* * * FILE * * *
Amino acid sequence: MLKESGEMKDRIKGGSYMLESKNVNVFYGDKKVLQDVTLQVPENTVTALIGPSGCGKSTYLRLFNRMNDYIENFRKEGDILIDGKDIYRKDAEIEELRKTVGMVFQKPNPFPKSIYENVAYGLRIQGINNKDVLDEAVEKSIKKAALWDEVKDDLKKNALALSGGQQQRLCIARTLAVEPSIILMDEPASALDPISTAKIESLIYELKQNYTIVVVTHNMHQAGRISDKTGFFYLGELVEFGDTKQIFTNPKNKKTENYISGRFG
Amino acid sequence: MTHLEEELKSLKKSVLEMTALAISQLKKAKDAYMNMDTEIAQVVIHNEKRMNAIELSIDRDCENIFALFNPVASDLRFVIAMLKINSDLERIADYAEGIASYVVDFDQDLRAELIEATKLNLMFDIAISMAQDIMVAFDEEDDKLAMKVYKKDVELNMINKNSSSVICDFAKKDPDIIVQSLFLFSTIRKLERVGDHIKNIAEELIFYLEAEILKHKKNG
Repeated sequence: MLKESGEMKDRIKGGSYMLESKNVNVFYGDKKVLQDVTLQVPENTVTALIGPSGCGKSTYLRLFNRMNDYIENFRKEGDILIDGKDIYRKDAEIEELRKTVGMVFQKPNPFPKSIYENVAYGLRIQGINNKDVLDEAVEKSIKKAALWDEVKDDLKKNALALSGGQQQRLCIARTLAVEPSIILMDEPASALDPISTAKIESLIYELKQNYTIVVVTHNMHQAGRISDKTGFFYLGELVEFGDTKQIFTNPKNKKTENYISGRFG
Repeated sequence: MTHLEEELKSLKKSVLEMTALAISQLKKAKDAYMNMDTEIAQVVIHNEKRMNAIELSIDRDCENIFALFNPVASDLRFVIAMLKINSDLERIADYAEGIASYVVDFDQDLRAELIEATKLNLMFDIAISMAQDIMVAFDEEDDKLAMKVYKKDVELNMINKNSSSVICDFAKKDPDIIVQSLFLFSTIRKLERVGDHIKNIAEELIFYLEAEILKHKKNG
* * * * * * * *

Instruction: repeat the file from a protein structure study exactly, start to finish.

Amino acid sequence: MLKESGEMKDRIKGGSYMLESKNVNVFYGDKKVLQDVTLQVPENTVTALIGPSGCGKSTYLRLFNRMNDYIENFRKEGDILIDGKDIYRKDAEIEELRKTVGMVFQKPNPFPKSIYENVAYGLRIQGINNKDVLDEAVEKSIKKAALWDEVKDDLKKNALALSGGQQQRLCIARTLAVEPSIILMDEPASALDPISTAKIESLIYELKQNYTIVVVTHNMHQAGRISDKTGFFYLGELVEFGDTKQIFTNPKNKKTENYISGRFG
Amino acid sequence: MTHLEEELKSLKKSVLEMTALAISQLKKAKDAYMNMDTEIAQVVIHNEKRMNAIELSIDRDCENIFALFNPVASDLRFVIAMLKINSDLERIADYAEGIASYVVDFDQDLRAELIEATKLNLMFDIAISMAQDIMVAFDEEDDKLAMKVYKKDVELNMINKNSSSVICDFAKKDPDIIVQSLFLFSTIRKLERVGDHIKNIAEELIFYLEAEILKHKKNG
Repeated sequence: MLKESGEMKDRIKGGSYMLESKNVNVFYGDKKVLQDVTLQVPENTVTALIGPSGCGKSTYLRLFNRMNDYIENFRKEGDILIDGKDIYRKDAEIEELRKTVGMVFQKPNPFPKSIYENVAYGLRIQGINNKDVLDEAVEKSIKKAALWDEVKDDLKKNALALSGGQQQRLCIARTLAVEPSIILMDEPASALDPISTAKIESLIYELKQNYTIVVVTHNMHQAGRISDKTGFFYLGELVEFGDTKQIFTNPKNKKTENYISGRFG
Repeated sequence: MTHLEEELKSLKKSVLEMTALAISQLKKAKDAYMNMDTEIAQVVIHNEKRMNAIELSIDRDCENIFALFNPVASDLRFVIAMLKINSDLERIADYAEGIASYVVDFDQDLRAELIEATKLNLMFDIAISMAQDIMVAFDEEDDKLAMKVYKKDVELNMINKNSSSVICDFAKKDPDIIVQSLFLFSTIRKLERVGDHIKNIAEELIFYLEAEILKHKKNG